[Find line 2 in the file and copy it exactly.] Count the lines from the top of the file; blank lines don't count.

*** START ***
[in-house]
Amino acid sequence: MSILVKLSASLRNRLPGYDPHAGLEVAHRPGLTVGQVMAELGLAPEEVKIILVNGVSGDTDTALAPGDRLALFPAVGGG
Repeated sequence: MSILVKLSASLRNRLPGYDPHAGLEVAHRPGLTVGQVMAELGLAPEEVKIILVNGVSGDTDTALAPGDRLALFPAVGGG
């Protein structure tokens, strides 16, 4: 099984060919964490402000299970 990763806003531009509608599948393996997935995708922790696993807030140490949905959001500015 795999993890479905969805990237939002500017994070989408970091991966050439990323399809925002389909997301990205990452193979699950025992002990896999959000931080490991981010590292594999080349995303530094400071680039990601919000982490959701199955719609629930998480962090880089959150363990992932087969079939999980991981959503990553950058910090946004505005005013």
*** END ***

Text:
Amino acid sequence: MSILVKLSASLRNRLPGYDPHAGLEVAHRPGLTVGQVMAELGLAPEEVKIILVNGVSGDTDTALAPGDRLALFPAVGGG